Continuing work with the Ship Models

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Work continues on the exhibition for the 50th anniversary of the Hampton Roads Ship Model Society, with models having arrived every day for the past two weeks.  We have almost reached the finish line though with only a couple more models set to come in.  Although anyone can walk through and see the work we’re doing, the exhibition officially opens August 5th and will remain open until February 11th, 2018.  The models are so lovely and it’s amazing the amount of work and skill that goes into making them.  The model makers clearly have a tremendous amount of patience.

There are a lot of models that people will recognize in this show, including America, CSS Virginia, USS Monitor, and SS United States.  We get a lot of questions about our model of SS United States, which is currently in storage, so it will be great to have one on display again.  There are two models of America (where the America’s Cup race gets its name), which make an excellent contrast to the AC72 displayed in the gallery next door.  It shows you just how far technology has taken us.   Read more

Artifacts on the Move!

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Entrance to the Museum

Recently I had the good fortune of being in the Boston area and was able to visit some of our artifacts currently on loan to the Peabody Essex Museum in Salem, Massachusetts.  Their exhibition, Ocean Liners:  Glamour, Speed, and Style is open from now until October 9, after which it will be traveling to the Victoria and Albert Museum in London.  We loaned them a number of fantastic pieces, including some that are quite large.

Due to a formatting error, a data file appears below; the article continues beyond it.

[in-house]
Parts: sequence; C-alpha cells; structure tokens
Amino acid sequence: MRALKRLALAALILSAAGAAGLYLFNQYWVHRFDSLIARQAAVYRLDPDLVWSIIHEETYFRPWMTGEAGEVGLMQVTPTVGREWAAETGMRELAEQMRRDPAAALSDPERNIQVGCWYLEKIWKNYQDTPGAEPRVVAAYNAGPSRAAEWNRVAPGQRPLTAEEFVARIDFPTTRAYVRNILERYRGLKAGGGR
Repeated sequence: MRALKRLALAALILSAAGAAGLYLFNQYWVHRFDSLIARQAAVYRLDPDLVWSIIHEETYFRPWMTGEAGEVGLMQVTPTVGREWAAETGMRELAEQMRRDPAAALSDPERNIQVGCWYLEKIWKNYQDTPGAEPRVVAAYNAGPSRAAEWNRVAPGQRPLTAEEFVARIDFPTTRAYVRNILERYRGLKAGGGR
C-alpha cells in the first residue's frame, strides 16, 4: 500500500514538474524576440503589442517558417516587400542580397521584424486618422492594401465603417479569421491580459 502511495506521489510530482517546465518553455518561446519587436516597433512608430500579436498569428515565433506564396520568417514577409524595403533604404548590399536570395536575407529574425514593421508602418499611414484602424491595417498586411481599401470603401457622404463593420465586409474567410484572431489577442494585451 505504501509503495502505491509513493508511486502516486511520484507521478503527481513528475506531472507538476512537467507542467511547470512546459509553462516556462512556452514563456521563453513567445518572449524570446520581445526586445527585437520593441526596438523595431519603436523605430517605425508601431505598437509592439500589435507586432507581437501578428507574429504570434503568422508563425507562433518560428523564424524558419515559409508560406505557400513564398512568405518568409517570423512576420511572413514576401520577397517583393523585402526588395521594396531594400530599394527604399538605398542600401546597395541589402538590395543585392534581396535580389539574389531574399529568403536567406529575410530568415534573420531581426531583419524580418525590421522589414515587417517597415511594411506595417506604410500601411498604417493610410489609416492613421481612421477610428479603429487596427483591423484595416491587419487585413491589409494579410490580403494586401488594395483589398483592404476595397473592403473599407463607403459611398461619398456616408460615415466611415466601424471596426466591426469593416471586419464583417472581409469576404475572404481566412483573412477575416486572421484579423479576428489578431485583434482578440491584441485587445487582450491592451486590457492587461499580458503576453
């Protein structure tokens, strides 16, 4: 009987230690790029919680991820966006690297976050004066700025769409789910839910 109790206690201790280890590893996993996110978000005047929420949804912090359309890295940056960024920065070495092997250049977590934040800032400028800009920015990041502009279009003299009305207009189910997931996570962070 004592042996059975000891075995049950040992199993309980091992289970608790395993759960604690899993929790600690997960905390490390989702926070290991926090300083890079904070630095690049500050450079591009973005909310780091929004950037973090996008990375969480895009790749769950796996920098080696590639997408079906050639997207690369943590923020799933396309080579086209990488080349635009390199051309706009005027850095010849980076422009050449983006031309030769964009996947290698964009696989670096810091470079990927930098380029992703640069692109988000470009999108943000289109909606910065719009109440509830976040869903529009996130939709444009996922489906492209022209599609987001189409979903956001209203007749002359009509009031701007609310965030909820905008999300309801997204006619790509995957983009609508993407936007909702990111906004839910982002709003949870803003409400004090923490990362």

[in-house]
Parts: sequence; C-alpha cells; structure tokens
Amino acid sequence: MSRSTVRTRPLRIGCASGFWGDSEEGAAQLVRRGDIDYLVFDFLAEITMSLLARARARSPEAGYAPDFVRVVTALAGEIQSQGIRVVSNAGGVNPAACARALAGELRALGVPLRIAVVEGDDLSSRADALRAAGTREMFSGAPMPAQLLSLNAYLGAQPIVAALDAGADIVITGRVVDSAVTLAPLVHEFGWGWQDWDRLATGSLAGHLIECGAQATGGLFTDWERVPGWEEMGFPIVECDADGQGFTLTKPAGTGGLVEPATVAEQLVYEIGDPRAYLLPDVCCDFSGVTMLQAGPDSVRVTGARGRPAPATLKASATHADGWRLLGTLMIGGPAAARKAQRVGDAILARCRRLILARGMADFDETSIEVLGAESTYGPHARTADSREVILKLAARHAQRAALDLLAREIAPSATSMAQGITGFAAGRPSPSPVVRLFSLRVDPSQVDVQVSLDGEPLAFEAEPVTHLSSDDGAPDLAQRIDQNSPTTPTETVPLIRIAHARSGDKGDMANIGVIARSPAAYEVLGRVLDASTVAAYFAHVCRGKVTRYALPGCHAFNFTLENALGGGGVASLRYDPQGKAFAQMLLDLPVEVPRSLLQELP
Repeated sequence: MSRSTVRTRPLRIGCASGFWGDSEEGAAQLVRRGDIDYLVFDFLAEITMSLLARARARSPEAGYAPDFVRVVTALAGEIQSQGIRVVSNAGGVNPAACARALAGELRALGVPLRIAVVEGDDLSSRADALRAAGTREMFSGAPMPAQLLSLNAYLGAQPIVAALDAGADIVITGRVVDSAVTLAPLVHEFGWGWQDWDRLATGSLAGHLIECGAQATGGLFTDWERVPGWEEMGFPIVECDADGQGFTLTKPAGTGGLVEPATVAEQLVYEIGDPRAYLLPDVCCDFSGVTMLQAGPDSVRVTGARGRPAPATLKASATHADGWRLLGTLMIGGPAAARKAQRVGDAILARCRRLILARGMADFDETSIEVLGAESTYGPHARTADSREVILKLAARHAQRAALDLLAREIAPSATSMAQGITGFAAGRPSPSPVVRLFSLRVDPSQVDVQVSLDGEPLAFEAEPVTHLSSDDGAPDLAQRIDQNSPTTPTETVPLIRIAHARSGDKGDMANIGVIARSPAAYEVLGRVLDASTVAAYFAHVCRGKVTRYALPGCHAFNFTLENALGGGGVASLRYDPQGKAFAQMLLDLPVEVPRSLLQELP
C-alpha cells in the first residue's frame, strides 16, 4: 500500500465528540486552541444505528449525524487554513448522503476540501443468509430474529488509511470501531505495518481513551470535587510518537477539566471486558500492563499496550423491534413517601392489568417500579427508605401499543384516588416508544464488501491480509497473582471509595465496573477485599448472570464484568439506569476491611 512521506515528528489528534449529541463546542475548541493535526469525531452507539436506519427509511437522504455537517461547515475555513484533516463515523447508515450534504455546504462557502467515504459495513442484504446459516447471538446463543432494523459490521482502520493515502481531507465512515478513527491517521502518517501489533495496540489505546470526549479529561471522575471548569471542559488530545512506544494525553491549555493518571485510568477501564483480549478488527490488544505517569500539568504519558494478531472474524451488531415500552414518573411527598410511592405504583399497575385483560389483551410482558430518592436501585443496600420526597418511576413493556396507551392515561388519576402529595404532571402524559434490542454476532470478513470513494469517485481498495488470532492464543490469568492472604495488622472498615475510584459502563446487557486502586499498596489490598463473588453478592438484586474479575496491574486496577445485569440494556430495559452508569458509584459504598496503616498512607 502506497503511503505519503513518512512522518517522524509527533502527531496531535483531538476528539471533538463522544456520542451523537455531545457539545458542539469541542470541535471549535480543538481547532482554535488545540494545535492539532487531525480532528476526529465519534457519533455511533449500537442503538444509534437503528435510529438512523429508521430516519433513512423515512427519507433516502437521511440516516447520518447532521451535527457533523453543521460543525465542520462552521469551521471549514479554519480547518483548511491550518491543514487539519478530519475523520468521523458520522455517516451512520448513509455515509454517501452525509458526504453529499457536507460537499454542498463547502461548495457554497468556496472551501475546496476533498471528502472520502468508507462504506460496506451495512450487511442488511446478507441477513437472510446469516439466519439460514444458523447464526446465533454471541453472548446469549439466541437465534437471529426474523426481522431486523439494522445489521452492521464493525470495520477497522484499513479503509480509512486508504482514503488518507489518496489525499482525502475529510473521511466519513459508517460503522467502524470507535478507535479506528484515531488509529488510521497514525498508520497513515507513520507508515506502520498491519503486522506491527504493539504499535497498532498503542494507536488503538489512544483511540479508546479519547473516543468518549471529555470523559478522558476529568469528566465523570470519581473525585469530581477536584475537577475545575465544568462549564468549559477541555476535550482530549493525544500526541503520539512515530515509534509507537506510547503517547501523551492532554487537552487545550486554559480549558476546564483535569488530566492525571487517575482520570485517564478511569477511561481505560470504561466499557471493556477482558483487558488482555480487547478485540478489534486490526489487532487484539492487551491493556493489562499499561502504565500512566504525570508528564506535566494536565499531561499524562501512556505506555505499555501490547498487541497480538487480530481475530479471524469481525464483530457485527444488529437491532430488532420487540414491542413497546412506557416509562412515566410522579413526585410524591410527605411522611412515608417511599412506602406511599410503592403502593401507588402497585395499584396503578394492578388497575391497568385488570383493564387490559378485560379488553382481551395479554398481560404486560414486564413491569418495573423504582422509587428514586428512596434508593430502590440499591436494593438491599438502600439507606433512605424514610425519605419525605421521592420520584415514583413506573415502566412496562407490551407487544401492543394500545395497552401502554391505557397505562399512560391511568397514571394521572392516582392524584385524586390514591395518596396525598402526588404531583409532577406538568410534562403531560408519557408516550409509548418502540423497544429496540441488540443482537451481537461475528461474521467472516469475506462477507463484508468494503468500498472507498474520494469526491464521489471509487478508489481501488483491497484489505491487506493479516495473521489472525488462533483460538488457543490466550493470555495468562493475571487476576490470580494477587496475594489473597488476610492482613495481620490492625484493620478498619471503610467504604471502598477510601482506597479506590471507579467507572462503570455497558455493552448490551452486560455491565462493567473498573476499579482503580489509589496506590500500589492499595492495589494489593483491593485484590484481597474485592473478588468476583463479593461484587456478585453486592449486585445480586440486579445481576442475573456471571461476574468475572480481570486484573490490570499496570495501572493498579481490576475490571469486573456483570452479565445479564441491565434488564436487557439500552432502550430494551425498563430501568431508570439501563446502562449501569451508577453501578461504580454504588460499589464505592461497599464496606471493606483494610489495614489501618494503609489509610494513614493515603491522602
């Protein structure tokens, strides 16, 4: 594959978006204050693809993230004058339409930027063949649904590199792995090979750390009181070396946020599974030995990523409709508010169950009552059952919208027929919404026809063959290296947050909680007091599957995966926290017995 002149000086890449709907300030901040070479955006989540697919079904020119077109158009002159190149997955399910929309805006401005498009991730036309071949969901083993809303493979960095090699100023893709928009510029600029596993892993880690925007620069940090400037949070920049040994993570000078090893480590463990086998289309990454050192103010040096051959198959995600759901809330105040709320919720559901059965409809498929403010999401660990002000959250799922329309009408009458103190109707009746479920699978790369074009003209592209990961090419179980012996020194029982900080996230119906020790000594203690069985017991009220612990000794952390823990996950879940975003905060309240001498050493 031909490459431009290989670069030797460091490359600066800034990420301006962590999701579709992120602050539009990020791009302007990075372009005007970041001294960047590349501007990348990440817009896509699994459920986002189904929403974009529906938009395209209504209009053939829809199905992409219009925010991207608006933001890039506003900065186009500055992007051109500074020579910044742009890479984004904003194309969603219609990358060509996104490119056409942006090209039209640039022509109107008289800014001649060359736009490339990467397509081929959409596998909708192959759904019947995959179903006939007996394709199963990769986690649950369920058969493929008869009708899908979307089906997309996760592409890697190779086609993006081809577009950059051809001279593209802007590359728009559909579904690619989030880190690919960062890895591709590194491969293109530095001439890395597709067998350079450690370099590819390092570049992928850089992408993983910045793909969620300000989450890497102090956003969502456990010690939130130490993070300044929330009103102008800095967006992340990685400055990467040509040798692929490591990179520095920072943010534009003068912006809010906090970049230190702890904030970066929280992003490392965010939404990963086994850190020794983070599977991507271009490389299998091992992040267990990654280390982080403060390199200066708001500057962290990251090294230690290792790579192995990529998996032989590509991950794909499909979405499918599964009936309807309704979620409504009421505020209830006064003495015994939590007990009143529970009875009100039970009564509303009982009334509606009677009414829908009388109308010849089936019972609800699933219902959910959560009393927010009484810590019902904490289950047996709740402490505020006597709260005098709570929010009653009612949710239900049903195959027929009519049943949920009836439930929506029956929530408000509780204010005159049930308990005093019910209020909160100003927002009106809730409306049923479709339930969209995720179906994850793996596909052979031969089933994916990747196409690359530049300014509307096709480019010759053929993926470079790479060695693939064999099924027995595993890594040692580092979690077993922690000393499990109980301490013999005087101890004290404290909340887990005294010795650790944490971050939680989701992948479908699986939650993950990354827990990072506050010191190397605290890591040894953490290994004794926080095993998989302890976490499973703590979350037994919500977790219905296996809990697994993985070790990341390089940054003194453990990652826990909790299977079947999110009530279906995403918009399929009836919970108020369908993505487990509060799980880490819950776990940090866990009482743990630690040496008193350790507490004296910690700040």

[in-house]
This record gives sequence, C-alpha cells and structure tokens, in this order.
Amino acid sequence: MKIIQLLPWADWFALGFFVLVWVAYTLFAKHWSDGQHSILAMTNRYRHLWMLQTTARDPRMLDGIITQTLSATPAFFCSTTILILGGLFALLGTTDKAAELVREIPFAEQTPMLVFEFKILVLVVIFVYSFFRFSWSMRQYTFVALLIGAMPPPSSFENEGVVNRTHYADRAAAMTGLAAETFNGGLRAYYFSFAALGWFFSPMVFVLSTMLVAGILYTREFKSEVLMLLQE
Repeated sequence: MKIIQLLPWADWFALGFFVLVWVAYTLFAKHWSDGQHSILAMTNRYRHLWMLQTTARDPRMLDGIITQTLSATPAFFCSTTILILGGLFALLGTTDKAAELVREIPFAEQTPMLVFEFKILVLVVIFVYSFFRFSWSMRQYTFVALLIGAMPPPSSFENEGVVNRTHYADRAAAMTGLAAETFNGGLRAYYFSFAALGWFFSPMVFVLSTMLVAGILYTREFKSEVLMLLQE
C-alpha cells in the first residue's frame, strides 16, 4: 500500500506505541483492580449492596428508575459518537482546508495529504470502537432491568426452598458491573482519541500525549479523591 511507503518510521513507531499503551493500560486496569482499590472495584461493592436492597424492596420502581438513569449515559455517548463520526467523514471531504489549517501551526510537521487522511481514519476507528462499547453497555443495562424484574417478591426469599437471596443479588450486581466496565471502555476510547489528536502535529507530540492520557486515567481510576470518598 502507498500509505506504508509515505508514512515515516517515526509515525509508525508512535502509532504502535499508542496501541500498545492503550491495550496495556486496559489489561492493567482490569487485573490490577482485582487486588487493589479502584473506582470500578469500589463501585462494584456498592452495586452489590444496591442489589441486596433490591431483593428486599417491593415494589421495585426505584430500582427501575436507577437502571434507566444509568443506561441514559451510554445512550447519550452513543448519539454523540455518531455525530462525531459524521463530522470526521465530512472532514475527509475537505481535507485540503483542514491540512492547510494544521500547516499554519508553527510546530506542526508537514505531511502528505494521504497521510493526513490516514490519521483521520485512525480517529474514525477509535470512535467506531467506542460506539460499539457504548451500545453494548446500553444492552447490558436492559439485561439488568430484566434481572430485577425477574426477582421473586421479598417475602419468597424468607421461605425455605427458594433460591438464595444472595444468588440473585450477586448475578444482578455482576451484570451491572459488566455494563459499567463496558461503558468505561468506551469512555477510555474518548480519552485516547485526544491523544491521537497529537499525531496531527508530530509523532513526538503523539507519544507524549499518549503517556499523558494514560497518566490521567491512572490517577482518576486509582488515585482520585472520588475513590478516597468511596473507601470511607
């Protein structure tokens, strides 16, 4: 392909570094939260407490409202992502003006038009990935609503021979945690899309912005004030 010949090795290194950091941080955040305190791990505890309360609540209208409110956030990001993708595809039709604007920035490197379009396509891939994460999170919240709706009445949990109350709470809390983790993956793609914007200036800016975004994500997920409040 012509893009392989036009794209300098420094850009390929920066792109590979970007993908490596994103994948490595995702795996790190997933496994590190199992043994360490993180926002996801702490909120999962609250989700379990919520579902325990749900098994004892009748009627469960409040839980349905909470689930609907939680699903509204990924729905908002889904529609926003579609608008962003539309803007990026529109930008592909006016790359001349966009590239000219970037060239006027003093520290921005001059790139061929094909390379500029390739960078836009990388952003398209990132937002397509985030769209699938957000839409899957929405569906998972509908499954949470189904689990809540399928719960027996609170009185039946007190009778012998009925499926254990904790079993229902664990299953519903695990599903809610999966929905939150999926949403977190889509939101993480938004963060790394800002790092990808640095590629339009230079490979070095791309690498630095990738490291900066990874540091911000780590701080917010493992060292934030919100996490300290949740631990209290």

In the second room, seen in the picture above, the engineering of these mighty ships was discussed and two of our artifacts were included.  The first is the piece hanging from the ceiling, a towing tank model of SS United States.  This model was tested in the U.S. Navy’s David W. Taylor Model Basin at Bethesda, Maryland in 1946.  The other piece is the cream-colored half model on the wall to the right.  It doesn’t look like much in this photo, but it is a 21′ plating model for SS United States, made in 1949.   Read more

Way Back Wednesdays

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June 1934, objects on table in main room, scrimshaw display

In our early days, we often simply placed objects all over tables to show off as much of the collection as possible.  Of course this left them easily exposed to damage and theft, so we no longer display them like this, but it still looks neat.  This image is from 1934 and features a small portion of our scrimshaw collection.  The finest piece is that large panbone next to the paddle from 1857/1858 depicting the Civic Heroes of the American Revolution and the Washington Monument at Richmond.  It was made by Nathaniel Sylvester Finney, a veteran whaleman.

I believe I have posted other photographs before of our International Antarctic Exhibition before, but this one (from Jan. 23, 1963) shows Admiral Dufek being interviewed by Channel 13.   Read more

Way Back Wednesdays

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1971, Building of the Gibbs Gallery

This first picture shows construction on the Gibbs Gallery in 1971.  It was built to commemorate the achievements of William Francis Gibbs, probably best know for designing and supervising the building of SS United States.  In 1922, he and his brother, Frederic Herbert Gibbs began the company that would eventually become known as Gibbs & Cox.

Here we have the Junior League of Hampton Roads in 1961 who acted as tour guides for our visitors.  And behind them is our beautiful eagle figurehead from USS Lancaster.   Read more